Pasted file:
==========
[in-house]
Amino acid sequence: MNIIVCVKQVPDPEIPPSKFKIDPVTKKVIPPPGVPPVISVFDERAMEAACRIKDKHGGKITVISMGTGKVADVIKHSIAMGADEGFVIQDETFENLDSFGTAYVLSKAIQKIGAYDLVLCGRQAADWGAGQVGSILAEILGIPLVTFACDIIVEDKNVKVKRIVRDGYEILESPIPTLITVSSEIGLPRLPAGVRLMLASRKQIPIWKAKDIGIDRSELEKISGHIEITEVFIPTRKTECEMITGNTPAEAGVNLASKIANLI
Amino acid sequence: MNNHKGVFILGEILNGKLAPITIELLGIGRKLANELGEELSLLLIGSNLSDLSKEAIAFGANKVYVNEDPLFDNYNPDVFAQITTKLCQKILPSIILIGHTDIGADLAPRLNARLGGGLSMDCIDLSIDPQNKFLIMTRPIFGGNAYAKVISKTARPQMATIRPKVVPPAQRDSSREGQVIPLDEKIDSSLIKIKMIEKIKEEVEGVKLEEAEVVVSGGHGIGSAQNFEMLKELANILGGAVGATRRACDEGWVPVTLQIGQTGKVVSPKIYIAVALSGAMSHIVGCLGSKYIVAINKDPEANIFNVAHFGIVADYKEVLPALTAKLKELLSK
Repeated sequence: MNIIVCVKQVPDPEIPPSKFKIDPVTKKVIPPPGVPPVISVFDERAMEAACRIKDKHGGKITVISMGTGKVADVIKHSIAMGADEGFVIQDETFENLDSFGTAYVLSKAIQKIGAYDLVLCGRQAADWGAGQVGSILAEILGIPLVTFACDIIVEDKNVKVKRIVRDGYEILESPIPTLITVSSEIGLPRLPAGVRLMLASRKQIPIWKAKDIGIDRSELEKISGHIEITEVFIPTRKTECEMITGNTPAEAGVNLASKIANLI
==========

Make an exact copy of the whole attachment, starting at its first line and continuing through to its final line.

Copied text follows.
[in-house]
Amino acid sequence: MNIIVCVKQVPDPEIPPSKFKIDPVTKKVIPPPGVPPVISVFDERAMEAACRIKDKHGGKITVISMGTGKVADVIKHSIAMGADEGFVIQDETFENLDSFGTAYVLSKAIQKIGAYDLVLCGRQAADWGAGQVGSILAEILGIPLVTFACDIIVEDKNVKVKRIVRDGYEILESPIPTLITVSSEIGLPRLPAGVRLMLASRKQIPIWKAKDIGIDRSELEKISGHIEITEVFIPTRKTECEMITGNTPAEAGVNLASKIANLI
Amino acid sequence: MNNHKGVFILGEILNGKLAPITIELLGIGRKLANELGEELSLLLIGSNLSDLSKEAIAFGANKVYVNEDPLFDNYNPDVFAQITTKLCQKILPSIILIGHTDIGADLAPRLNARLGGGLSMDCIDLSIDPQNKFLIMTRPIFGGNAYAKVISKTARPQMATIRPKVVPPAQRDSSREGQVIPLDEKIDSSLIKIKMIEKIKEEVEGVKLEEAEVVVSGGHGIGSAQNFEMLKELANILGGAVGATRRACDEGWVPVTLQIGQTGKVVSPKIYIAVALSGAMSHIVGCLGSKYIVAINKDPEANIFNVAHFGIVADYKEVLPALTAKLKELLSK
Repeated sequence: MNIIVCVKQVPDPEIPPSKFKIDPVTKKVIPPPGVPPVISVFDERAMEAACRIKDKHGGKITVISMGTGKVADVIKHSIAMGADEGFVIQDETFENLDSFGTAYVLSKAIQKIGAYDLVLCGRQAADWGAGQVGSILAEILGIPLVTFACDIIVEDKNVKVKRIVRDGYEILESPIPTLITVSSEIGLPRLPAGVRLMLASRKQIPIWKAKDIGIDRSELEKISGHIEITEVFIPTRKTECEMITGNTPAEAGVNLASKIANLI